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Millions of Americans suffer from TMJ disorder every year. However, despite the prevalence of this often painful condition, it’s often misunderstood, and education on the subject can be scary. That’s why we’ve compiled the most important questions about TMJ disorder so you can get the answers you need in one place.

1. What is TMJ disorder?
TMJ is an acronym for the temporomandibular joint. The TMJ works like a hinge, connecting your jaw to your skull in front of each ear. It’s how you’re able to move your jaw up, down, and side to side so you can chew, talk, and yawn.
TMJ disorder often comes with painful and even disabling symptoms which are often mistaken for other conditions, such as sinus problems or arthritis.
It isn’t exactly rare, either. The National Institute of Dental and Craniofacial Research (NIDCR) estimates that more than 10 million Americans suffer from TMJ disorder.

2. What causes TMJ disorder?
For the most part, doctors don’t yet know exactly what causes TMJ disorder. However, injury to the joint, your jaw, or the muscles of your neck and head can be factors. Other factors may include:
• Clenching or grinding your teeth
• Arthritis in the joint
• Stress—which often provokes you to tighten your jaw and facial muscles or clench your teeth
• Hormonal imbalances
• Postural problems
• Poor nutrition
…but scientists still don’t have real answers about what actually causes it.

3. How do you know if you have TMJ disorder?
Since a combination of factors can cause TMJ disorder, the symptoms of TMJ can come in a variety of forms. Some patients may have just one symptom, while others experience several.
Studies have shown that 75% of the population have at least one symptom of TMJ disorder, while 33% have a symptom that makes it essential to seek treatment.
These symptoms can include:
• Headaches
• Facial pain
• Soreness in front of the ear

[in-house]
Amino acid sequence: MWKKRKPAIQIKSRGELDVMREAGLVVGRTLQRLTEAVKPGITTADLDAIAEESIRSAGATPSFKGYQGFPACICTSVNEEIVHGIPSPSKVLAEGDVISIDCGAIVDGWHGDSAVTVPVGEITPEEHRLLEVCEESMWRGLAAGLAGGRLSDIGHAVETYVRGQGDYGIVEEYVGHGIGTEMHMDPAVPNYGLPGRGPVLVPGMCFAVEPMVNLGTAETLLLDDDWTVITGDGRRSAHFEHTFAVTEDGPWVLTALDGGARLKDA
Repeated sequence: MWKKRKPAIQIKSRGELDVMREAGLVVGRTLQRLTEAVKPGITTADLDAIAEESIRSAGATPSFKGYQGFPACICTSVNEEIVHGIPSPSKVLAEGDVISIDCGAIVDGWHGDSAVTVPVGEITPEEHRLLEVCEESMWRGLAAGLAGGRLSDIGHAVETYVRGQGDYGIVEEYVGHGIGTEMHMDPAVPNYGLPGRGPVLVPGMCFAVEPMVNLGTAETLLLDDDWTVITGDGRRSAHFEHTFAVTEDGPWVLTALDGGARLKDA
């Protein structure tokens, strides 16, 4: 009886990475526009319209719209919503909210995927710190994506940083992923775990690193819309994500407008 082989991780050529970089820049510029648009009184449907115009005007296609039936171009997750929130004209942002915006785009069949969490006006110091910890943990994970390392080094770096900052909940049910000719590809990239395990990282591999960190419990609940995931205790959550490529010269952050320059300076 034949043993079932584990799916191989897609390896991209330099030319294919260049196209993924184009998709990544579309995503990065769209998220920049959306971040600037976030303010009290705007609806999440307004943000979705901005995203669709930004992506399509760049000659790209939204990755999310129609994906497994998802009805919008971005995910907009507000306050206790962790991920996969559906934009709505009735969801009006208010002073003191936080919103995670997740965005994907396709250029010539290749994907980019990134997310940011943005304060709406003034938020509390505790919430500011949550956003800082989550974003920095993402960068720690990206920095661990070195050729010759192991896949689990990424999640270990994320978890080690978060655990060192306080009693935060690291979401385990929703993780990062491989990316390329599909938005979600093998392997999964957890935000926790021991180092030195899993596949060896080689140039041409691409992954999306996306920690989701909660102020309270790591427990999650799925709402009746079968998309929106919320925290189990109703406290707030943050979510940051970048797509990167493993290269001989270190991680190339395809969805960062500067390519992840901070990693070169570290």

• Difficulty opening and closing the mouth
• A tender jaw
• Pain behind the eyes
• Pressure or pain in the ears
• Popping, grinding, or clicking sound when opening and closing the mouth or chewing
• Tooth pain without any clear explanation
• Neck ache and/or stiffness
• Burning in the tongue or mouth
• Restricted jaw movement or “locking” of the jaw in an open or closed position
• An earache without an infection, sometimes spreading to the face
• Pain radiating to the shoulder
• Pain radiating to the shoulder
• A history of sinus treatment
• Vertigo, tinnitus, or ringing in the ears
• Hearing impairment

These symptoms may be related to several compounding causes over time.
Females are twice as likely to develop TMJ disorder as males, especially between the ages of 20-40. This is because hormones clearly play a role in TMJ disorder, especially estrogen, which makes the ligaments in the body more lax.
At the end of the day, the only way to know for sure if you have TMJ Disorder is to schedule an examination with a professional. If you have severe headaches, jaw or tooth pain, or other symptoms, and your doctor cannot find the cause or offer you satisfactory treatment, it’s a good idea to find out if you are suffering from TMJ disorder.

4. Can TMJ disorder be treated successfully?
Yes. We can vouch for that 100%, because for more than 30 years, at Moshiri Orthodontics, we’ve helped thousands of patients dealing with the daily struggles of TMJ disorder. From simple, easy-to-treat conditions to more extreme cases, we have a proven track record of successfully treating TMJ disorder.
In most cases, the discomfort of TMJ disorder can be solved through self-management—or at the most, nonsurgical treatments. Typically, surgery is only a last resort after more conservative measures have failed. Still, some people with more extreme cases of TMJ disorder do benefit from surgery.